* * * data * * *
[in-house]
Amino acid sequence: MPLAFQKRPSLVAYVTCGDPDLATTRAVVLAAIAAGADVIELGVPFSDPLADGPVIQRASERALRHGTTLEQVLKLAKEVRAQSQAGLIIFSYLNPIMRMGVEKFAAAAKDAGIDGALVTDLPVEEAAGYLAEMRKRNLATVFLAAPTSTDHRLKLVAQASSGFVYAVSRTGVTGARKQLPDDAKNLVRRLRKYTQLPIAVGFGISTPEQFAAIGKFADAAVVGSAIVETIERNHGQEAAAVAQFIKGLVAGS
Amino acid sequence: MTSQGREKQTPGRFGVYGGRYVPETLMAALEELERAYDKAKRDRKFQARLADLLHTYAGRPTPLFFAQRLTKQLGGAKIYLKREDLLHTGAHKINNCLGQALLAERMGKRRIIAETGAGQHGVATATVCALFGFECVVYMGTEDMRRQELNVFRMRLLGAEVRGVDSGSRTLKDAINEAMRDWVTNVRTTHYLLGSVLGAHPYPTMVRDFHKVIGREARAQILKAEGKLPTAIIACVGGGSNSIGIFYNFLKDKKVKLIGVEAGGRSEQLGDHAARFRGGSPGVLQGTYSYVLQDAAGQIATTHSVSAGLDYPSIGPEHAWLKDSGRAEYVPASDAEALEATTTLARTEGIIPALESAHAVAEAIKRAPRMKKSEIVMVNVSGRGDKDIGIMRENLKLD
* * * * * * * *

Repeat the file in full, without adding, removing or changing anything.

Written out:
[in-house]
Amino acid sequence: MPLAFQKRPSLVAYVTCGDPDLATTRAVVLAAIAAGADVIELGVPFSDPLADGPVIQRASERALRHGTTLEQVLKLAKEVRAQSQAGLIIFSYLNPIMRMGVEKFAAAAKDAGIDGALVTDLPVEEAAGYLAEMRKRNLATVFLAAPTSTDHRLKLVAQASSGFVYAVSRTGVTGARKQLPDDAKNLVRRLRKYTQLPIAVGFGISTPEQFAAIGKFADAAVVGSAIVETIERNHGQEAAAVAQFIKGLVAGS
Amino acid sequence: MTSQGREKQTPGRFGVYGGRYVPETLMAALEELERAYDKAKRDRKFQARLADLLHTYAGRPTPLFFAQRLTKQLGGAKIYLKREDLLHTGAHKINNCLGQALLAERMGKRRIIAETGAGQHGVATATVCALFGFECVVYMGTEDMRRQELNVFRMRLLGAEVRGVDSGSRTLKDAINEAMRDWVTNVRTTHYLLGSVLGAHPYPTMVRDFHKVIGREARAQILKAEGKLPTAIIACVGGGSNSIGIFYNFLKDKKVKLIGVEAGGRSEQLGDHAARFRGGSPGVLQGTYSYVLQDAAGQIATTHSVSAGLDYPSIGPEHAWLKDSGRAEYVPASDAEALEATTTLARTEGIIPALESAHAVAEAIKRAPRMKKSEIVMVNVSGRGDKDIGIMRENLKLD